BIML Update - Additional Pictures, Lasioglossum, Chrysididae, State Records (DC, WV), Osmia, Hylaeus, Time Estimates for Bee Processing, Mystery map
All: Below are some update from our lab....
Pictures Added to ID Guides
We have continued to add detailed microscope photographs of specimens contributed by Deana Crumbling...including Megachile, Ceratina, Anthophora, Lasioglossum.
Jane Whitaker noted that she already had specimens of L. atlanticum from D.C. in her garden collection. Our apologies for not noting that in our files at the time....
Villa Soon from Estonia has sent in a number of suggestions and taxonomic updates to the Chrysididae guide including a more recent German revision.
New State Records
Andrena illini (WV, DC) - Jane Whitaker has added new records for this very large spring Melandrena for both DC and WV.....it still amazes me what can be found in urban Washington D.C.
Hylaeus annulatus (VA) - Sam Droege collected a series of Hylaeus annulatus from a sand mine near the border with WV....
Lasioglossum fattigi (VA) - Sam Droege collected one in the same location as above
Additional distinguishing features along the rim of the clypeus have been added to the couplet separating O. distincta females from other species.
It now reads:
O. distincta - Head, hairs emerging from the space in between the 3 ocelli, clearly PROJECTING FORWARD, much longer than hairs in the same place on other Osmia - Clypeus margin or rim distinctly concave and lined with short orangish hairs
Others - Head, hairs emerging from the space in between the 3 ocelli, generally UPRIGHTor disheveled, hairs long, but not unusually so for the genus - Clypeus rim or margin in most species straight or only very slightly concave
Estimates of time for processing specimens.
Recently we have been tracking the amount of time it takes to perform various functions in our lab and thought the information below might be useful.
Washing and drying a batch of bees (a batch = @60 bees on average) stored in alcohol: 3 minutes.
Pinning: 200 bees per hour
Labeling: 100 specimens per hour (including entering label information into the database, and printing and cutting out the labels)
Databasing: 320 specimens an hour.
Double-checking the data entry: 800 specimens in an hour.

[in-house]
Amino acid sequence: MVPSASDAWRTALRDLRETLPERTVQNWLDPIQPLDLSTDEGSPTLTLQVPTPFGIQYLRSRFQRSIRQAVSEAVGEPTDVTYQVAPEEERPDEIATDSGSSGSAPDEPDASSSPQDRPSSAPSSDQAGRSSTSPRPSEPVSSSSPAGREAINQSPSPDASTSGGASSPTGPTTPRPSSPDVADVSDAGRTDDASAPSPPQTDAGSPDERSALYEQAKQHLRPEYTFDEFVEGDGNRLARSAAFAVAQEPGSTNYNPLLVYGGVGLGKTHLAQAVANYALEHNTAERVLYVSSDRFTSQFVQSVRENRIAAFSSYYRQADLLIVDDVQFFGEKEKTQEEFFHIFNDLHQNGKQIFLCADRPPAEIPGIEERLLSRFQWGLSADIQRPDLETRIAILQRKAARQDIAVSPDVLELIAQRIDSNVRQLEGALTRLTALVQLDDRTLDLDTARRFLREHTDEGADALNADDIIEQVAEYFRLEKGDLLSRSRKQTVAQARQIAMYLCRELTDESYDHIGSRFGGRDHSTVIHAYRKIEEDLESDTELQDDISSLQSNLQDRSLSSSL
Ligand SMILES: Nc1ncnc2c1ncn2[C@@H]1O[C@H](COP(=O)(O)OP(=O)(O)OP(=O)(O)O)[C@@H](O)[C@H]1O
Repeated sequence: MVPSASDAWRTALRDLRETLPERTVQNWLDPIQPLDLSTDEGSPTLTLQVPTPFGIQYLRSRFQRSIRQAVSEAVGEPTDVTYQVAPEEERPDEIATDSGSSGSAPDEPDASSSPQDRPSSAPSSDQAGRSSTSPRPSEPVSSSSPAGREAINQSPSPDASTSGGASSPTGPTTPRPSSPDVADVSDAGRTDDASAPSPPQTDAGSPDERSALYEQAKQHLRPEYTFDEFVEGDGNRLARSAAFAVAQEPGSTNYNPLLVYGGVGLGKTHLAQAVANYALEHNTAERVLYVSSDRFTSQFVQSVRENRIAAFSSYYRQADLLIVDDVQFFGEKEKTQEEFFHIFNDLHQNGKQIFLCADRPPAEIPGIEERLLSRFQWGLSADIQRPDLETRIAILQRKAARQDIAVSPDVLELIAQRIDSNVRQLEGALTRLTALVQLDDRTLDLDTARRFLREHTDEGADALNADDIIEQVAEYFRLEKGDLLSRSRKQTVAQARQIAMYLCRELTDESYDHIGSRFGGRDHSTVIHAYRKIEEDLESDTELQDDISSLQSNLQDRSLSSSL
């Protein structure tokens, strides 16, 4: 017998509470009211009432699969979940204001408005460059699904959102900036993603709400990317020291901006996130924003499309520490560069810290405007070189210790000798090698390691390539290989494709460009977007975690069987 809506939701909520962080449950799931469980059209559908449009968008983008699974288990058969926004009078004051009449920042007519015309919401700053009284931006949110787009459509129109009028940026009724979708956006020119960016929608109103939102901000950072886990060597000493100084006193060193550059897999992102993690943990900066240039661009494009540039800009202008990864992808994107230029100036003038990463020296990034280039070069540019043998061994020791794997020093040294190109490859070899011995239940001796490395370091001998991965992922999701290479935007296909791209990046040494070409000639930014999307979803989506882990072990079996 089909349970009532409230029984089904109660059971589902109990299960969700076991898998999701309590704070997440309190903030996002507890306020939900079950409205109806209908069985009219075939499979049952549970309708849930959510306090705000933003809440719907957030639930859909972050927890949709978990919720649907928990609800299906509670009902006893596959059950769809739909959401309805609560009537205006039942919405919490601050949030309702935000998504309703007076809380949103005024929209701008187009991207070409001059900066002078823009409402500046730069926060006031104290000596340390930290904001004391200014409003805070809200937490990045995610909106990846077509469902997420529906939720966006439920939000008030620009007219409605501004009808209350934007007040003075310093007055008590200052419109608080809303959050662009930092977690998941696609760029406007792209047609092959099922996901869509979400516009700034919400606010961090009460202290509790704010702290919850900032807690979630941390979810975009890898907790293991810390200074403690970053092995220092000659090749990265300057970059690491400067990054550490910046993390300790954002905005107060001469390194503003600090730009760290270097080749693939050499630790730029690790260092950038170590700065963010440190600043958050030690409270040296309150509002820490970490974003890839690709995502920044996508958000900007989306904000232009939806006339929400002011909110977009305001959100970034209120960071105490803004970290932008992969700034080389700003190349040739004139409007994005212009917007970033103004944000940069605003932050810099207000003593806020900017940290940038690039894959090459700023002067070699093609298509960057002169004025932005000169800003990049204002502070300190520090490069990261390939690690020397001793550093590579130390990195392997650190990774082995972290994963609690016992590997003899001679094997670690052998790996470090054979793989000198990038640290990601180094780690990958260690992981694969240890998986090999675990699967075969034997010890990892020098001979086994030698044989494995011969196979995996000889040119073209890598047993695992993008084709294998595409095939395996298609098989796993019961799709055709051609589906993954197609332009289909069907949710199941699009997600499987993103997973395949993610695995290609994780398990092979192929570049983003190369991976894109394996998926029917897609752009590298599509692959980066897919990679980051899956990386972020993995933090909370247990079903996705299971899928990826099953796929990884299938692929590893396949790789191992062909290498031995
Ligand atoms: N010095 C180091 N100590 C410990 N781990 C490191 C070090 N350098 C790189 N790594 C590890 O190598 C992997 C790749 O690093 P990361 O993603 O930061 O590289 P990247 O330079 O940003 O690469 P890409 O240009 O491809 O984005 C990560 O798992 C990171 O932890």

(Consequently, processing and data entry of specimens occurs at a rate of 0.375 minutes per bee)
Identification of specimens: 75 per hour (for Eastern species).
(From bee in alcohol to databased, double checked specimen: 1.22 minutes per specimen)
Distributing, depositing, and recycling specimens after entry is pretty variable, but a from-the-hip estimate would be 200 bees per hour.
Mystery Map - 2 Congeners
Yellow equals USGS sampling points
Closely related, both species are wetland oriented coastal plain species in the Mid-Atlantic. However, H. schwarzii is associated with sandy salt marsh habitats and H. ornatus is more likely to also be found in the interior fresh/brackish systems. Note their absences from the sandhills....where plenty there is plenty of sand, but water is much scarcer. Note that some specimens of H. ornatus appear to lack the orange abdomen...or are they another species? We have sent examples up to the Packer Lab for some DNA work...and encourage you to do so too.
Sam Droege sdroege@...
w 301-497-5840 h 301-390-7759 fax 301-497-5624
USGS Patuxent Wildlife Research Center
BARC-EAST, BLDG 308, RM 124 10300 Balt. Ave., Beltsville, MD 20705
The tide ’s at full; the marsh with flooded streams
Glimmers, a limpid labyrinth of dreams.
Each winding creek in grave entrancement lies
A rhapsody of morning-stars. The skies
Shine scant with one forked galaxy,—
The marsh brags ten: looped on his breast they lie.
- Sidney Lanier
P Bees are not optional.